When I say house music, you say ____________?
I’m willing to bet that “civic consciousness” wasn’t even top three on your list.
Three young Chicagoans founded Manifest, an art collective and community organization, to change that. Natives to the city Joe Brandt, Seamus Doheny (aka Zooey Glass), and Braeden Lord organize events that seek to change the typical experience of EDM and house fans in Chicago by marrying their love of electronic music with Transcendental Meditation.
Yes, you read that right.
I sat down at a North Side café with Seamus and Joe where between the intermittent trundling of the L train, I got an opportunity to learn about Manifest and its guiding principles.
Transcendental Meditation (TM) is a spiritual movement brought over to the western world from India in the 1960s by Maharishi Mahesh Yogi — known for being the personal guru to the Beatles. The practice died down in the eighties and nineties until filmmaker David Lynch started the David Lynch Foundation to facilitates certified TM teaching to less privileged communities.
Practitioners are quick to point out that it’s not a religion, but rather a mental technique with real health benefits. The American Heart Association published a study recently showing TM highly effective at reducing high blood pressure, risk of stroke, and mortality rates by 50% for people who have been meditating for five years or more.
Aside from gaining popularity thanks to endorsements by the likes of Oprah, Jerry Seinfeld, and Russell Brand, TM has also been heralded as a beacon of serenity in programs for at-risk urban students, soldiers suffering from PTSD, and grieving families who have lost relatives to gun violence.
Transcendental Meditation is where the notion of civic consciousness so key to the Manifest show experience is directly derived from and further applied to events to create the unified feel, in tune with all living things.
“For every event we pair with a charity that the performer and Manifest feels embodies one of the unifying ideas, to improve life in Chicago,” Seamus explains. “The diversity of crowd attendance creates a platform for discussion across different communities.”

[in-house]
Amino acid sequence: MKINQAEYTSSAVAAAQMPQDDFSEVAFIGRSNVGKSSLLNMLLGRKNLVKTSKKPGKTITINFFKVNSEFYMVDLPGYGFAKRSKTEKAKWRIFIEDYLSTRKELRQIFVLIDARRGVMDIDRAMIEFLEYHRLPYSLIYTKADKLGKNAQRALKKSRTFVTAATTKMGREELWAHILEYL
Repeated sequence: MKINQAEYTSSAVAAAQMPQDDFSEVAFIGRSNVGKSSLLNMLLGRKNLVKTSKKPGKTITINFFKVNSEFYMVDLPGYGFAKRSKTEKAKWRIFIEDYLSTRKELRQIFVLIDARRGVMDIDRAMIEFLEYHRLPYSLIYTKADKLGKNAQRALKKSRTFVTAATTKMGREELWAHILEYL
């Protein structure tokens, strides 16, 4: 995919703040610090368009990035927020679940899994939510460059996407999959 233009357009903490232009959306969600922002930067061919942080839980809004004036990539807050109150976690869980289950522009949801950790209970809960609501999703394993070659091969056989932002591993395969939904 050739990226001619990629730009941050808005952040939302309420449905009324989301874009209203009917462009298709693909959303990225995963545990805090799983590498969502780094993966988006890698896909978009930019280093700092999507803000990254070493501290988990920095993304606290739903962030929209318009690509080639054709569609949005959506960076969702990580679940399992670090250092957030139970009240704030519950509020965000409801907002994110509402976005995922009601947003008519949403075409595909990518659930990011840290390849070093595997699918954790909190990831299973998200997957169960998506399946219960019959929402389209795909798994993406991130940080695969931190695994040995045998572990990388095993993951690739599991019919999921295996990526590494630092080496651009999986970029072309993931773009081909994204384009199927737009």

Forging a more thoughtful concert-going experience strengthens the music scene and its surrounding community.
“We’ve all been to events where, for whatever reason, the vibe was just right. The group of people you were with, the production, the space — everything was a cohesive whole,” Joe says. “A moment in time where everything is unified. So we’re trying to make that unity permeate the way we go about things, but also have people identify with it at our events as well as taking it with them back into their daily lives.”
At a Manifest show, there is usually an accompanying art installation, whether it is a film, an artist showcase, or simply a thought-provoking phrase. You’ll always find fresh flowers on the DJ booth — an homage to Maharishi Mahesh Yogi.
It was not until a few days later that I would have the opportunity to see the concept manifest itself in real time, at a performance by Kate Simko & London Electronic Orchestra at the Old Town School of Folk Music, powered by Manifest. It was a seated venue. There was considerably more focused attention on the performance itself, being at the center of the evening. The event benefitted Girls Rock! Chicago.
Teachings of the TM technique have the potential to create a positive impact on the modern house music culture which, like many art communities, plays host to concerns about sobriety and equal representation of sub-communities.
“There is a potential for this music to go in a hedonistic escapist route,” Seamus explains. “If you go and have a transcendental experience listening to house music, the hope is that the unity and community that you felt there is something you’ll carry into your everyday life.”
“This project is about making everyone welcome,” he continues. “No one should have to worry about coming out to a show and wondering if the scene will embrace them. Meditation is the sustainable way to continue tapping into that feeling associated with psychedelics without frying your brain.”
Manifest is an LLC, and hopes to eventually have non-profit status. In a very transcendental way, the founders say that they see no rush to get to a point, but rather let things happen organically by focusing all energies on becoming a better production.
Manifest looks forward to occupying a physical space soon. For now, you can find them on their Facebook page, celebrating their recent event featuring Kate Simko & London Electronic Orchestra.